Ford practically demands you push the Shelby GT500, with an optional “launch control” device. This is for optimum takeoff power without melting your Goodyear F1 tires into smoke and leaving black lava stripes on the roadway. What you do is engage the device, then stop, if you’re not already stopped, push down the heavy-duty clutch pedal, then floor the gas pedal. Yes, floor it. The launch control takes over, holding the revs at its predetermined level, and then you simply let out the clutch. No need to sidestep it, or pop it — just let it out. The car launches with great suddenness, electronically coordinating the engine, transmission and clutch to that pivotal crossroads just an eyelash short of smoking the tires, for optimum takeoff traction.
Very impressive, although I must admit I did not try it. I find it intriguing, even fascinating, but to me, any such launches outside a race track or drag-strip reaches across that line into engine abuse. If I bought a Shelby GT500, I’d want it to run happily ever after, and while driving reasonably may not fit the car’s reason-for-being, driving it up to 90 percent of its potential might allow it to live longer than frequently visiting 100 percent.
As impressive as the Shelby GT500 is in going, it is every bit as impressive in its handling and stopping. The suspension has been totally modified, with adjustable Bilstein shock absorbers, stiffer springs, enlarged stabilizer bars front and rear, and a Torsen limited-slip rear differential. That helps the giant Eagle F1 tires — 19-inch front and 20-inch rear — grip the pavement, and actually helps the firmly planted car absorb bumps and irregularities without jarring your fillings loose. The optional performance package includes a console switch that allows you to select normal or sport, and normal was just fine, unless you are on a super-smooth surface, such as a race track.
Brakes are similarly designed to control all that power and handling, with enlarged Brembo disc brakes at all four corners.The exterior is set off with special SVT wheels that add a distinctive touch, and such features continue inside. Sit in the bucket seats and you appreciate why Recaro is considered the ultimate in aftermarket car seat-making. These genuine Recaros have been designed to be similar in style to the multi-ridged seats of the original. They just grip occupants a lot better, with a comfortably secure posture.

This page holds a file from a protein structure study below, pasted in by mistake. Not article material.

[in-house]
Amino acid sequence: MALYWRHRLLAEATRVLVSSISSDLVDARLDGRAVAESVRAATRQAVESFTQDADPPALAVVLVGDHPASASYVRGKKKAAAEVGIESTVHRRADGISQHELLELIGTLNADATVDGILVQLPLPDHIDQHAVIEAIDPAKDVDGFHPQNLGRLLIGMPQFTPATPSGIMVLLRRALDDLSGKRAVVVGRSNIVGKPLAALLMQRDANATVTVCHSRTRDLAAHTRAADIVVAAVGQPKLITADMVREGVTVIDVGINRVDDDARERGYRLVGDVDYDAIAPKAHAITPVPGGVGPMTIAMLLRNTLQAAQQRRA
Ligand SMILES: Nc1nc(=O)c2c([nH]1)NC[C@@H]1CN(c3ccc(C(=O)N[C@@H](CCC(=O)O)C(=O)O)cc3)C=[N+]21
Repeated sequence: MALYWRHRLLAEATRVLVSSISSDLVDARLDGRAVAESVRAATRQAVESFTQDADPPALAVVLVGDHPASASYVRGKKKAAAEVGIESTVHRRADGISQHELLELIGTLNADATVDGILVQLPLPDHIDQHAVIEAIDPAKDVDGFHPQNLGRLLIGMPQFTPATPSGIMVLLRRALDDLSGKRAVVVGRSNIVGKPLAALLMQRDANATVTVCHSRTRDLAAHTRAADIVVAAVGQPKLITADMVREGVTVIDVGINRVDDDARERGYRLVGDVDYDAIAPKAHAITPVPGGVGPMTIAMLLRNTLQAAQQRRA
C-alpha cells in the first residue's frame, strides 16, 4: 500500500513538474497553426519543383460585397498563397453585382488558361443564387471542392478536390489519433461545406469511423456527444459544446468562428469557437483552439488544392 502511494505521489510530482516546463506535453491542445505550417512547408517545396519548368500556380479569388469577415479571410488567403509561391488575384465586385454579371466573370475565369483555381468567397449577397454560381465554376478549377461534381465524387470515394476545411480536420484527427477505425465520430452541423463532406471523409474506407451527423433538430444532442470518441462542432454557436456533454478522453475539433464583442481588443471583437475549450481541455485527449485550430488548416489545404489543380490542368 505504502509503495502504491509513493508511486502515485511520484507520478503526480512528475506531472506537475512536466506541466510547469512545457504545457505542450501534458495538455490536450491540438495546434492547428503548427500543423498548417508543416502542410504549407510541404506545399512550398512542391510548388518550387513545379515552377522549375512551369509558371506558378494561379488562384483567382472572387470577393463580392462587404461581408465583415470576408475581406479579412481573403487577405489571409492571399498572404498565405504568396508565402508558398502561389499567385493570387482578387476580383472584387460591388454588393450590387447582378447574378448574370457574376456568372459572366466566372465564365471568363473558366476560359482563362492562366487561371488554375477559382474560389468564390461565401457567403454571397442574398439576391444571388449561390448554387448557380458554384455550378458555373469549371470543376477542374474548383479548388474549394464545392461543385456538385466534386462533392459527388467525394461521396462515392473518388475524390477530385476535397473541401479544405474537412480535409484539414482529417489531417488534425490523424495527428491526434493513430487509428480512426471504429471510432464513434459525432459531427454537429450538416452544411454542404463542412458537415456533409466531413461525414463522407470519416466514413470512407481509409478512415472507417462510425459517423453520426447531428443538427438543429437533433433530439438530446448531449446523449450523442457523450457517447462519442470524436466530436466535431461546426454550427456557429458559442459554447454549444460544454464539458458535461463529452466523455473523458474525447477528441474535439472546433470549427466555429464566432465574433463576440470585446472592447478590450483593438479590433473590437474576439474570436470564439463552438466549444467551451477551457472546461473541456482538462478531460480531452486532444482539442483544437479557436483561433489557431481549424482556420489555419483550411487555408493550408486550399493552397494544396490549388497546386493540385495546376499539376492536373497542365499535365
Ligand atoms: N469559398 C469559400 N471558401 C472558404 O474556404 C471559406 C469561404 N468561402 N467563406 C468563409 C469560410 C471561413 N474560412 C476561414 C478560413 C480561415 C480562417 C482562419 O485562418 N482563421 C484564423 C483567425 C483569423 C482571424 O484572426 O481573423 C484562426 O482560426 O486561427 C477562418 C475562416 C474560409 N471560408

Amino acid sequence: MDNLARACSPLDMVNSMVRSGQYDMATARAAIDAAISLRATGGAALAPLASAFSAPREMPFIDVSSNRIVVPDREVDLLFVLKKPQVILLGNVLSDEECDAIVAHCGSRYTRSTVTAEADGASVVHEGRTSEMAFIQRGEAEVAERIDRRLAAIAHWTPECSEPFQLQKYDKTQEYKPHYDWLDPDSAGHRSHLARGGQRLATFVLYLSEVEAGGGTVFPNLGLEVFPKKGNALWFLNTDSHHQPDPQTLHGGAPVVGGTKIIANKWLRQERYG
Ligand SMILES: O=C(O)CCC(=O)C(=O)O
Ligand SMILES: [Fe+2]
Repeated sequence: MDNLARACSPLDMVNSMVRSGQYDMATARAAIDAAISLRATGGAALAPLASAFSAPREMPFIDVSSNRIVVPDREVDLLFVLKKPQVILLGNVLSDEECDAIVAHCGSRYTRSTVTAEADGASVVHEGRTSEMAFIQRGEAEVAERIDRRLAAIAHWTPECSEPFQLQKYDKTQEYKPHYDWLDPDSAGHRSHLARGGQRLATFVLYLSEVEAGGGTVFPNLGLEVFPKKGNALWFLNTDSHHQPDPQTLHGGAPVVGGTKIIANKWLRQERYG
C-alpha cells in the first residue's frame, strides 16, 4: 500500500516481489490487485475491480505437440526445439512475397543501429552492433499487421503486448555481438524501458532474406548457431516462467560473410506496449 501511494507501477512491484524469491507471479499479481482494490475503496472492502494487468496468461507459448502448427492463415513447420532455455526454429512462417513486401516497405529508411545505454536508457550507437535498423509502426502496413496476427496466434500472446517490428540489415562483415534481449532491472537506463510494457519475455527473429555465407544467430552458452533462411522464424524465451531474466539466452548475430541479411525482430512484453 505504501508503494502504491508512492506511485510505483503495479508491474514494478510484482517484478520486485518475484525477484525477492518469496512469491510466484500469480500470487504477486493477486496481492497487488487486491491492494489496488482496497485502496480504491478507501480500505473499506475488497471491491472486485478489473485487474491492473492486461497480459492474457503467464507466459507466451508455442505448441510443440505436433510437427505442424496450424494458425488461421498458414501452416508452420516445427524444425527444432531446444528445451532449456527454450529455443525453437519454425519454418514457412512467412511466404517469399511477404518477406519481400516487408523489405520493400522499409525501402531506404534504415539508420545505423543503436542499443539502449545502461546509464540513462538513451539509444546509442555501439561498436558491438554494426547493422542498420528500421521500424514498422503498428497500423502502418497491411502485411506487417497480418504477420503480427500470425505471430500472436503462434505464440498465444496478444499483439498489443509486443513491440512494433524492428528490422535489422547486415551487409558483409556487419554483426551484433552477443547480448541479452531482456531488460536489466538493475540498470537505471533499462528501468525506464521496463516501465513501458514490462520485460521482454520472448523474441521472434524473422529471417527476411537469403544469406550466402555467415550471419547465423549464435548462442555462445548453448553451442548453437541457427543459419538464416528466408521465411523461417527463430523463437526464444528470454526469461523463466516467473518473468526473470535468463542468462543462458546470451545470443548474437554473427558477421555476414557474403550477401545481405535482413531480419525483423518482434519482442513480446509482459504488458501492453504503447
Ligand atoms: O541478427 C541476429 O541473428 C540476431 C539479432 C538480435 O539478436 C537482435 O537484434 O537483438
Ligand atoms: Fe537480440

The controls are all well-placed, and also show a remembrance to the original Shelby Mustangs. The 220-mph speedometer and tachometer list simple analog digits, and the gear-shift knob is a round white ball.
My only disagreement with the interior is that Ford chose to copy the Cadillac CTS-V by putting a fuzzy, fake grippy material on the areas where you should grip the steering wheel. It’s possible that 99 percent of all drivers think it’s cool, but I would either replace it, or buy a different car. It’s a deal-breaker, to me, because I have this aversion to unnatural materials against my skin, and gripping this artificial fuzzy stuff irritates my hands and also makes them feel far too hot — like wrapping your hands in a thermal blanket on a 90-degree day. Give me leather, or solid wood, but spare me the phony fuzzy stuff. Of course, you could buy the car and then peel that stuff off, or replace the steering wheel.
Otherwise, Ford made tasteful use of the original Shelby’s ready-to-strike cobra symbol. When Carroll Shelby first built an AC Bristol sports car and stuffed a Ford V8 into it to dominate sports car racing, it was called a Shelby Cobra. That was before he moved to Ford to build hot-rod Mustangs, where his first cars were Shelby Mustang Cobras. Displaying the same Cobra in various places in and out of the new car, including original-looking metal snakes on the grille, flanks, and tail is a perfect tribute — to both the man and the car.